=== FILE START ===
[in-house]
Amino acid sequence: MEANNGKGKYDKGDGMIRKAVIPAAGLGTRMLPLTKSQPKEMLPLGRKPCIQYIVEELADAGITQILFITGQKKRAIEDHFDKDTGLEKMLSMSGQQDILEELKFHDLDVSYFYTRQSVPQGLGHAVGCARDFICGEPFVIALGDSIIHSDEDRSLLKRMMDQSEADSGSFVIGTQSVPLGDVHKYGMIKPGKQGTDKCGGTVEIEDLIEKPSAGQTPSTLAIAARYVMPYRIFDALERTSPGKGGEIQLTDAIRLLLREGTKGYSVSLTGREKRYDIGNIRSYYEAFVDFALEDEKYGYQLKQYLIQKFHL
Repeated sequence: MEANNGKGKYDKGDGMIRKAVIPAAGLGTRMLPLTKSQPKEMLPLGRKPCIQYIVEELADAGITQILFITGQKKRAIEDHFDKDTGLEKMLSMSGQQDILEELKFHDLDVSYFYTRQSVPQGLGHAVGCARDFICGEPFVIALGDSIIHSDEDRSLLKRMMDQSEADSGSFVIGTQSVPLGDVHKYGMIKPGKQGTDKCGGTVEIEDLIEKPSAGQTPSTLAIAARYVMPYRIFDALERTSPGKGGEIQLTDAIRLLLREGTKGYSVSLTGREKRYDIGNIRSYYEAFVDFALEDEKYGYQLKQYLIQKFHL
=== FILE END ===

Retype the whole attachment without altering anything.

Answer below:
[in-house]
Amino acid sequence: MEANNGKGKYDKGDGMIRKAVIPAAGLGTRMLPLTKSQPKEMLPLGRKPCIQYIVEELADAGITQILFITGQKKRAIEDHFDKDTGLEKMLSMSGQQDILEELKFHDLDVSYFYTRQSVPQGLGHAVGCARDFICGEPFVIALGDSIIHSDEDRSLLKRMMDQSEADSGSFVIGTQSVPLGDVHKYGMIKPGKQGTDKCGGTVEIEDLIEKPSAGQTPSTLAIAARYVMPYRIFDALERTSPGKGGEIQLTDAIRLLLREGTKGYSVSLTGREKRYDIGNIRSYYEAFVDFALEDEKYGYQLKQYLIQKFHL
Repeated sequence: MEANNGKGKYDKGDGMIRKAVIPAAGLGTRMLPLTKSQPKEMLPLGRKPCIQYIVEELADAGITQILFITGQKKRAIEDHFDKDTGLEKMLSMSGQQDILEELKFHDLDVSYFYTRQSVPQGLGHAVGCARDFICGEPFVIALGDSIIHSDEDRSLLKRMMDQSEADSGSFVIGTQSVPLGDVHKYGMIKPGKQGTDKCGGTVEIEDLIEKPSAGQTPSTLAIAARYVMPYRIFDALERTSPGKGGEIQLTDAIRLLLREGTKGYSVSLTGREKRYDIGNIRSYYEAFVDFALEDEKYGYQLKQYLIQKFHL